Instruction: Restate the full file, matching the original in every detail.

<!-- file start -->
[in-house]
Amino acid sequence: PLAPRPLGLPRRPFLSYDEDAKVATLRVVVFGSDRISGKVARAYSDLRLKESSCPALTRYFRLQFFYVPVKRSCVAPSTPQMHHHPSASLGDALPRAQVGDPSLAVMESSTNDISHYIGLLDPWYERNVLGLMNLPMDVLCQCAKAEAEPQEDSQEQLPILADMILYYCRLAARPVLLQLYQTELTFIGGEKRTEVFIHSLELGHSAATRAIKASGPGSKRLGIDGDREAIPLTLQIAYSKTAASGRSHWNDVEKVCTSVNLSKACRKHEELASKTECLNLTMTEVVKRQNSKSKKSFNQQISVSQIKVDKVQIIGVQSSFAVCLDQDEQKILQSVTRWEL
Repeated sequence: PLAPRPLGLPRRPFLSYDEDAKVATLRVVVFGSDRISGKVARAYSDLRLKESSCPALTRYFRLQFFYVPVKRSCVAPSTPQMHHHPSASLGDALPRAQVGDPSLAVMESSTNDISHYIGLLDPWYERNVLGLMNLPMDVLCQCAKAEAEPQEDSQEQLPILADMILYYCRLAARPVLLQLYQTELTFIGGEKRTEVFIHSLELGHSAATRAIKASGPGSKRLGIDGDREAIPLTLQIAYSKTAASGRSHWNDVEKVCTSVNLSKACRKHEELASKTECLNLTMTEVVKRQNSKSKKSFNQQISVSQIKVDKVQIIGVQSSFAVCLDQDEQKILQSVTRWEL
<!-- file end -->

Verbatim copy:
[in-house]
Amino acid sequence: PLAPRPLGLPRRPFLSYDEDAKVATLRVVVFGSDRISGKVARAYSDLRLKESSCPALTRYFRLQFFYVPVKRSCVAPSTPQMHHHPSASLGDALPRAQVGDPSLAVMESSTNDISHYIGLLDPWYERNVLGLMNLPMDVLCQCAKAEAEPQEDSQEQLPILADMILYYCRLAARPVLLQLYQTELTFIGGEKRTEVFIHSLELGHSAATRAIKASGPGSKRLGIDGDREAIPLTLQIAYSKTAASGRSHWNDVEKVCTSVNLSKACRKHEELASKTECLNLTMTEVVKRQNSKSKKSFNQQISVSQIKVDKVQIIGVQSSFAVCLDQDEQKILQSVTRWEL
Repeated sequence: PLAPRPLGLPRRPFLSYDEDAKVATLRVVVFGSDRISGKVARAYSDLRLKESSCPALTRYFRLQFFYVPVKRSCVAPSTPQMHHHPSASLGDALPRAQVGDPSLAVMESSTNDISHYIGLLDPWYERNVLGLMNLPMDVLCQCAKAEAEPQEDSQEQLPILADMILYYCRLAARPVLLQLYQTELTFIGGEKRTEVFIHSLELGHSAATRAIKASGPGSKRLGIDGDREAIPLTLQIAYSKTAASGRSHWNDVEKVCTSVNLSKACRKHEELASKTECLNLTMTEVVKRQNSKSKKSFNQQISVSQIKVDKVQIIGVQSSFAVCLDQDEQKILQSVTRWEL